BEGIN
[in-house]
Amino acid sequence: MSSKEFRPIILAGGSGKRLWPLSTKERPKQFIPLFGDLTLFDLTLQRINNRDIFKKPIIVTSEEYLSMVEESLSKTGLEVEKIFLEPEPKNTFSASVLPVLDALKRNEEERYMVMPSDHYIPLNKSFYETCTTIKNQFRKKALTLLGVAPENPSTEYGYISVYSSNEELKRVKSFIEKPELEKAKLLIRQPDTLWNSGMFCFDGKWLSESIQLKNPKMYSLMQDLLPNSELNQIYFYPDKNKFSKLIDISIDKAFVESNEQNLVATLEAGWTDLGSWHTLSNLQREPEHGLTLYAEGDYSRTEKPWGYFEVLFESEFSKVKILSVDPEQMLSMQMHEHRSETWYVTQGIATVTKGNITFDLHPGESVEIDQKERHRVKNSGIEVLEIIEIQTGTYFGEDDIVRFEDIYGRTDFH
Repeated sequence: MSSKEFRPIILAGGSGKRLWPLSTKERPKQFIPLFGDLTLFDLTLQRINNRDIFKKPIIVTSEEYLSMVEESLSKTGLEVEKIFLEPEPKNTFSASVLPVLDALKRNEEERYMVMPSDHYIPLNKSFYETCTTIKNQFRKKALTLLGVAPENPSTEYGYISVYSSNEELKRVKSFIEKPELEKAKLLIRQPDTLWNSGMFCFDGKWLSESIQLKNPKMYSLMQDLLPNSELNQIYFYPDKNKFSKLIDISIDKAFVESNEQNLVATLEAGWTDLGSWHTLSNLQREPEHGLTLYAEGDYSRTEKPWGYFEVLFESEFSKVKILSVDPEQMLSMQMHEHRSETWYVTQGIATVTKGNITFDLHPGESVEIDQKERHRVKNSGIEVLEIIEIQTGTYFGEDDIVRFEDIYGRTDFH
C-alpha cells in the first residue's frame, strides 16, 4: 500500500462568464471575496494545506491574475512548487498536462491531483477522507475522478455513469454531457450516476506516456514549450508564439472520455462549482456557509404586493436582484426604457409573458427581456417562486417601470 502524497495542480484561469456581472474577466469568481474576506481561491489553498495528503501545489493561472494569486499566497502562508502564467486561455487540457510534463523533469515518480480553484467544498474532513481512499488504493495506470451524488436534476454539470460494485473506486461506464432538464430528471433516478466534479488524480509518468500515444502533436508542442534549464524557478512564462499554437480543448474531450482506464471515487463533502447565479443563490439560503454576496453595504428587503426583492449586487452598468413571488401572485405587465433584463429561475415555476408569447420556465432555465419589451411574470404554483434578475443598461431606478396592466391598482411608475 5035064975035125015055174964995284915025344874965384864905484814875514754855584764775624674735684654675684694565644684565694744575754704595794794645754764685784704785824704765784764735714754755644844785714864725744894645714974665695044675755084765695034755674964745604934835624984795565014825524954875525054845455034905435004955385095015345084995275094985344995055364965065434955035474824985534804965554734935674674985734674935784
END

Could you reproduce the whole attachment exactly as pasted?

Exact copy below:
[in-house]
Amino acid sequence: MSSKEFRPIILAGGSGKRLWPLSTKERPKQFIPLFGDLTLFDLTLQRINNRDIFKKPIIVTSEEYLSMVEESLSKTGLEVEKIFLEPEPKNTFSASVLPVLDALKRNEEERYMVMPSDHYIPLNKSFYETCTTIKNQFRKKALTLLGVAPENPSTEYGYISVYSSNEELKRVKSFIEKPELEKAKLLIRQPDTLWNSGMFCFDGKWLSESIQLKNPKMYSLMQDLLPNSELNQIYFYPDKNKFSKLIDISIDKAFVESNEQNLVATLEAGWTDLGSWHTLSNLQREPEHGLTLYAEGDYSRTEKPWGYFEVLFESEFSKVKILSVDPEQMLSMQMHEHRSETWYVTQGIATVTKGNITFDLHPGESVEIDQKERHRVKNSGIEVLEIIEIQTGTYFGEDDIVRFEDIYGRTDFH
Repeated sequence: MSSKEFRPIILAGGSGKRLWPLSTKERPKQFIPLFGDLTLFDLTLQRINNRDIFKKPIIVTSEEYLSMVEESLSKTGLEVEKIFLEPEPKNTFSASVLPVLDALKRNEEERYMVMPSDHYIPLNKSFYETCTTIKNQFRKKALTLLGVAPENPSTEYGYISVYSSNEELKRVKSFIEKPELEKAKLLIRQPDTLWNSGMFCFDGKWLSESIQLKNPKMYSLMQDLLPNSELNQIYFYPDKNKFSKLIDISIDKAFVESNEQNLVATLEAGWTDLGSWHTLSNLQREPEHGLTLYAEGDYSRTEKPWGYFEVLFESEFSKVKILSVDPEQMLSMQMHEHRSETWYVTQGIATVTKGNITFDLHPGESVEIDQKERHRVKNSGIEVLEIIEIQTGTYFGEDDIVRFEDIYGRTDFH
C-alpha cells in the first residue's frame, strides 16, 4: 500500500462568464471575496494545506491574475512548487498536462491531483477522507475522478455513469454531457450516476506516456514549450508564439472520455462549482456557509404586493436582484426604457409573458427581456417562486417601470 502524497495542480484561469456581472474577466469568481474576506481561491489553498495528503501545489493561472494569486499566497502562508502564467486561455487540457510534463523533469515518480480553484467544498474532513481512499488504493495506470451524488436534476454539470460494485473506486461506464432538464430528471433516478466534479488524480509518468500515444502533436508542442534549464524557478512564462499554437480543448474531450482506464471515487463533502447565479443563490439560503454576496453595504428587503426583492449586487452598468413571488401572485405587465433584463429561475415555476408569447420556465432555465419589451411574470404554483434578475443598461431606478396592466391598482411608475 5035064975035125015055174964995284915025344874965384864905484814875514754855584764775624674735684654675684694565644684565694744575754704595794794645754764685784704785824704765784764735714754755644844785714864725744894645714974665695044675755084765695034755674964745604934835624984795565014825524954875525054845455034905435004955385095015345084995275094985344995055364965065434955035474824985534804965554734935674674985734674935784